In such cases, it can be “almost impossible” to find the pilot after, said Mr Mohamed Faisal Mohamed Salleh, deputy director of Nanyang Technology University’s Air Traffic Management Research Institute.

He suggested using aircraft surveillance technology, in which aircraft are tracked through satellite navigation, to trace the positions of all UAVs.

“In research, we’re looking beyond this. We could be using telco networks or wireless networks, or creating an Electronic Road Pricing system in the sky. It’s another way of tracking,” he said.

The Workers’ Party’s Gerald Giam, who spoke about unmanned aircraft regulations when he was a Non-Constituency Member of Parliament last year, proposed fitting drones above a certain weight and size with geo-fencing capabilities, to prevent them from entering prohibited spaces.

“To prevent the use of drones for terrorist attacks, it’s necessary for our security agencies to acquire the latest technologies available to ‘detect and defeat’ rogue drones, and have personnel trained to employ them during emergencies,” said Mr Giam.

Government Parliamentary Committee (Home Affairs and Law) member Desmond Choo felt it was a matter of time before more incidents involving unmanned aircraft, such as the crash in Bishan highlighted by Mr Khaw, surfaced.

“We must prepare for this eventually. The education part is critical, and we shouldn’t just target users, but the companies bringing in drones as well,” he said. Education campaigns could be conducted, to drill operators on the dos and don’ts of flying drones, he added.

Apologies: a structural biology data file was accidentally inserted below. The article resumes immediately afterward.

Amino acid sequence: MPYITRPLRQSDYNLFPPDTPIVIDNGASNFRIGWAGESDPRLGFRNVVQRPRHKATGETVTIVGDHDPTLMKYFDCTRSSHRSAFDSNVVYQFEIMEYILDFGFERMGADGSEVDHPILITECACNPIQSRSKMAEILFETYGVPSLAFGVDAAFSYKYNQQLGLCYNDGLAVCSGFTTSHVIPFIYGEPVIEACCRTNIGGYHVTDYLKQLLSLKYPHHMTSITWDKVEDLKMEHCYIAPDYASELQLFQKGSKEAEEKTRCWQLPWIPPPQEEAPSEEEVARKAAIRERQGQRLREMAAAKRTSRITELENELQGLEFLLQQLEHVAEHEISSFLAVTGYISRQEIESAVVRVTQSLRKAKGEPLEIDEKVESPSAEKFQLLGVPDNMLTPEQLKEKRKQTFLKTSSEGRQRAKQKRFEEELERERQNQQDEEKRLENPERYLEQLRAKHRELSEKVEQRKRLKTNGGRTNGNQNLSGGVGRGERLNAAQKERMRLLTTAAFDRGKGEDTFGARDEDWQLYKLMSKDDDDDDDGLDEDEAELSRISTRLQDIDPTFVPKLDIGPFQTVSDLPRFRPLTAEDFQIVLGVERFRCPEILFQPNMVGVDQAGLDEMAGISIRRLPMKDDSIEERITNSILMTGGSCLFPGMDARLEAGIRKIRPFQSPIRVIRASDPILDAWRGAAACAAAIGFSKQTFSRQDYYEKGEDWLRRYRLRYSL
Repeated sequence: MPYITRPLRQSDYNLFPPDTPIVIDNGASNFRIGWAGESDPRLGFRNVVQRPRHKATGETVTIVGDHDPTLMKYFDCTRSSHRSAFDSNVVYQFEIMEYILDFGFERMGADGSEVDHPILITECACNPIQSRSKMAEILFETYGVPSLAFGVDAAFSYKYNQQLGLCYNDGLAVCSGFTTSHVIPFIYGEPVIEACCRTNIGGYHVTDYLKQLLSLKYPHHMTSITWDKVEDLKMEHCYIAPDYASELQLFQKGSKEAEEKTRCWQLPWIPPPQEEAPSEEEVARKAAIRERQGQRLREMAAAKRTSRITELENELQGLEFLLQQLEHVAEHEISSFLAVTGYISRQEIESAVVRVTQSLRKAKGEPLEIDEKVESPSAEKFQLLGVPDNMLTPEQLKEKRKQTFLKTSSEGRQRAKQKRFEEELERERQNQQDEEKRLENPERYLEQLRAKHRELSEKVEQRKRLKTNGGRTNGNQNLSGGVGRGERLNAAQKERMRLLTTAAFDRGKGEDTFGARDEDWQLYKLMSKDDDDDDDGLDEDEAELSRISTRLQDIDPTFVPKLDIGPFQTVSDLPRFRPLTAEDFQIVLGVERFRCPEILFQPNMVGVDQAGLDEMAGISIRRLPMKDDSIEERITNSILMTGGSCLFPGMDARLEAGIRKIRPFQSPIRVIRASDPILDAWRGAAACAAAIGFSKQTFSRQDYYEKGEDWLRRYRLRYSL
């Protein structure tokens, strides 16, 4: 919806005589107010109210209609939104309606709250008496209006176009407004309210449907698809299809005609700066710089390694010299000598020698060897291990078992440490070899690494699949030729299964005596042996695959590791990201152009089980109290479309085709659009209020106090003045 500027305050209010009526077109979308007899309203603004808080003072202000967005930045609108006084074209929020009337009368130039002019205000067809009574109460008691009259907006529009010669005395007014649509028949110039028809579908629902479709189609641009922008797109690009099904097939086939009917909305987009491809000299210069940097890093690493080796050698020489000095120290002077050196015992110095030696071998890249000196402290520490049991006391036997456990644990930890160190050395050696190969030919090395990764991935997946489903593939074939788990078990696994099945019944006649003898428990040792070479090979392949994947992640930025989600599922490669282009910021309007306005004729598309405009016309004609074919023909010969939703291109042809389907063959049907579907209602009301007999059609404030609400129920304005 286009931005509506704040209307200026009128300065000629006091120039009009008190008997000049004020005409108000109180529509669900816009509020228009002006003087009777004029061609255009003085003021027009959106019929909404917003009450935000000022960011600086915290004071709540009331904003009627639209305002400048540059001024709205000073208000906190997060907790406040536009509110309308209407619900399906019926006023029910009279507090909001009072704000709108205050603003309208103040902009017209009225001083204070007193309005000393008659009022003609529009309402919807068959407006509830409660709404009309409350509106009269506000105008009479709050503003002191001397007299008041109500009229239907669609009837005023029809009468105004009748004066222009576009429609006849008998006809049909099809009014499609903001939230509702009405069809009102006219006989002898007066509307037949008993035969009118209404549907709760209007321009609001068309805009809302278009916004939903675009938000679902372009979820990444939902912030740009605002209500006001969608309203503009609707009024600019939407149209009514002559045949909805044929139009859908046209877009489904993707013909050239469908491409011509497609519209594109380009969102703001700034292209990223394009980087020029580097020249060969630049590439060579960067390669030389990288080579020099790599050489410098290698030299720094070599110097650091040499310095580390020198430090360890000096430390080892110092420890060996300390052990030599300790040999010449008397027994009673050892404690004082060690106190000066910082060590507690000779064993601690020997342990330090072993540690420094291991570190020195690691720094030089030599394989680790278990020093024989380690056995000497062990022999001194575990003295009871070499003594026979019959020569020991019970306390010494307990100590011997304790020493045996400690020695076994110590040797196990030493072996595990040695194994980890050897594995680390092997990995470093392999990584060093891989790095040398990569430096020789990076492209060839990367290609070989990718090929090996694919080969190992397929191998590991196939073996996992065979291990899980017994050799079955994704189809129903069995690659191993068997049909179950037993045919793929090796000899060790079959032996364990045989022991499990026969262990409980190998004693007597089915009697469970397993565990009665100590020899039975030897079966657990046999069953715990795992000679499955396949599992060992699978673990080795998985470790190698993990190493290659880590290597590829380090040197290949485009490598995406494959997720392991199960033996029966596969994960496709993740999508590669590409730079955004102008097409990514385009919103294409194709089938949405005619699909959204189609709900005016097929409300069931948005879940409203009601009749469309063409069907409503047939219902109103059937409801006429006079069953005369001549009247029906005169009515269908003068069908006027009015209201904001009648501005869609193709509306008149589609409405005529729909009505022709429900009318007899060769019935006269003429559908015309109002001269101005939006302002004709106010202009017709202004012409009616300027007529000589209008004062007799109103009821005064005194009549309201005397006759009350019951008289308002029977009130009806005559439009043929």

His view was echoed by Mr Derrick Tan, owner of drone retailer Sky Hobbies Singapore. “It’s our duty to inform customers when they buy. We have to do our part to protect the reputation of the community,” said Mr Tan.

Retailer Drone Matters’ owner Xu Zhuohua added: “Drones are something you can buy off the shelf and also buy parts and build your own. It’ll be almost impossible to license each and every one of them. It’s more important to have education and common sense.”

Mr Yue Keng Mun, of Temasek Polytechnic’s School of Engineering, proposed allocating indoor or fenced-up outdoor spaces for operators to hone their flying skills.

But Mr Khaw had said in his parliamentary reply that promoting shared used of space in land-scarce Singapore was preferable to setting aside special flying parks.

Singapore Management University’s Chen Siyuan, an assistant professor of law, noted that as some countries struggle trying to come up with “the perfect regulatory framework”, others are moving from restrictive regulations to “more permissive frameworks”.

This is in recognition of the fact that most drone users are responsible, and there are many benefits to using drones, such as news gathering.

“The United States, for example, started out with a whole suite of oppressive regulations, but they’ve scaled back a lot, and now the flying culture there is strong,” he said.

Responding to TODAY’s queries on the potential regulatory challenges that spruced-up drones could pose, the Civil Aviation Authority of Singapore (CAAS) said these drones would have to be assessed on a “case-to-case” basis.

“To facilitate the use of unmanned aircraft in Singapore, CAAS constantly keeps abreast of new developments and technologies and adapt best practices in our regulatory approach,” said a CAAS spokeswoman.